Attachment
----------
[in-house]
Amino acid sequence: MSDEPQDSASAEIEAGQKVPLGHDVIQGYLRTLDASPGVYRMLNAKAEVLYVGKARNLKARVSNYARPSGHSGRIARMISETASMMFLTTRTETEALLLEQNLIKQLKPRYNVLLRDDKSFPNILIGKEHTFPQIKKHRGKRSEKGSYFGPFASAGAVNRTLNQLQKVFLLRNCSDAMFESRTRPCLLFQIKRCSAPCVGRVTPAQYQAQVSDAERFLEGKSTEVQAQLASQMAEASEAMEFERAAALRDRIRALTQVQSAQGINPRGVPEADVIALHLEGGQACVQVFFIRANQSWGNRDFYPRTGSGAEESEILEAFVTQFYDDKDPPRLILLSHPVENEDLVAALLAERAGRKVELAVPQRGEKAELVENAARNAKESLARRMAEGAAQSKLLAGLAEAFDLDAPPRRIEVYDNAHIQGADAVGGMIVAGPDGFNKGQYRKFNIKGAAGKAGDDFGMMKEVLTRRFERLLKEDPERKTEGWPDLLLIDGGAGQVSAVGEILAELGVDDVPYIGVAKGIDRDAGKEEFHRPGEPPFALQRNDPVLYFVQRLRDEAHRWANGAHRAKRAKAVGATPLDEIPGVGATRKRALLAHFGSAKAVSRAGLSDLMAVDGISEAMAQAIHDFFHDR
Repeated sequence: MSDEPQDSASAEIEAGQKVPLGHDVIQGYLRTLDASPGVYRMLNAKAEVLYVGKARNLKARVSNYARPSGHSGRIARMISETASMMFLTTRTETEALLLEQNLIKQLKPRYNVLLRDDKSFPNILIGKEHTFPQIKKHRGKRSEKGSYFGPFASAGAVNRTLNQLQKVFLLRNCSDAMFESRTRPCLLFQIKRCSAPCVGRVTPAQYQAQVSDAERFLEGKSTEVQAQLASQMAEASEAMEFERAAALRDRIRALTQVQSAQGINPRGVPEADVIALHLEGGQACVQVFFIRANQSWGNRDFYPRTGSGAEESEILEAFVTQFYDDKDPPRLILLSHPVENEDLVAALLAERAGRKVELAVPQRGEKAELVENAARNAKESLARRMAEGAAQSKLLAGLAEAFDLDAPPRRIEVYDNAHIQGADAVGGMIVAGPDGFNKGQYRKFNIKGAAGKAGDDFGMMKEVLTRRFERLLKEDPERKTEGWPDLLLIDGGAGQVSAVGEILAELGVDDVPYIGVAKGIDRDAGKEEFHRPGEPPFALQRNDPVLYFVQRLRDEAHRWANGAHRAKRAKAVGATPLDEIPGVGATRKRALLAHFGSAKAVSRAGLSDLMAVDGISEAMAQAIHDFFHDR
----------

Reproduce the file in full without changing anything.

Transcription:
[in-house]
Amino acid sequence: MSDEPQDSASAEIEAGQKVPLGHDVIQGYLRTLDASPGVYRMLNAKAEVLYVGKARNLKARVSNYARPSGHSGRIARMISETASMMFLTTRTETEALLLEQNLIKQLKPRYNVLLRDDKSFPNILIGKEHTFPQIKKHRGKRSEKGSYFGPFASAGAVNRTLNQLQKVFLLRNCSDAMFESRTRPCLLFQIKRCSAPCVGRVTPAQYQAQVSDAERFLEGKSTEVQAQLASQMAEASEAMEFERAAALRDRIRALTQVQSAQGINPRGVPEADVIALHLEGGQACVQVFFIRANQSWGNRDFYPRTGSGAEESEILEAFVTQFYDDKDPPRLILLSHPVENEDLVAALLAERAGRKVELAVPQRGEKAELVENAARNAKESLARRMAEGAAQSKLLAGLAEAFDLDAPPRRIEVYDNAHIQGADAVGGMIVAGPDGFNKGQYRKFNIKGAAGKAGDDFGMMKEVLTRRFERLLKEDPERKTEGWPDLLLIDGGAGQVSAVGEILAELGVDDVPYIGVAKGIDRDAGKEEFHRPGEPPFALQRNDPVLYFVQRLRDEAHRWANGAHRAKRAKAVGATPLDEIPGVGATRKRALLAHFGSAKAVSRAGLSDLMAVDGISEAMAQAIHDFFHDR
Repeated sequence: MSDEPQDSASAEIEAGQKVPLGHDVIQGYLRTLDASPGVYRMLNAKAEVLYVGKARNLKARVSNYARPSGHSGRIARMISETASMMFLTTRTETEALLLEQNLIKQLKPRYNVLLRDDKSFPNILIGKEHTFPQIKKHRGKRSEKGSYFGPFASAGAVNRTLNQLQKVFLLRNCSDAMFESRTRPCLLFQIKRCSAPCVGRVTPAQYQAQVSDAERFLEGKSTEVQAQLASQMAEASEAMEFERAAALRDRIRALTQVQSAQGINPRGVPEADVIALHLEGGQACVQVFFIRANQSWGNRDFYPRTGSGAEESEILEAFVTQFYDDKDPPRLILLSHPVENEDLVAALLAERAGRKVELAVPQRGEKAELVENAARNAKESLARRMAEGAAQSKLLAGLAEAFDLDAPPRRIEVYDNAHIQGADAVGGMIVAGPDGFNKGQYRKFNIKGAAGKAGDDFGMMKEVLTRRFERLLKEDPERKTEGWPDLLLIDGGAGQVSAVGEILAELGVDDVPYIGVAKGIDRDAGKEEFHRPGEPPFALQRNDPVLYFVQRLRDEAHRWANGAHRAKRAKAVGATPLDEIPGVGATRKRALLAHFGSAKAVSRAGLSDLMAVDGISEAMAQAIHDFFHDR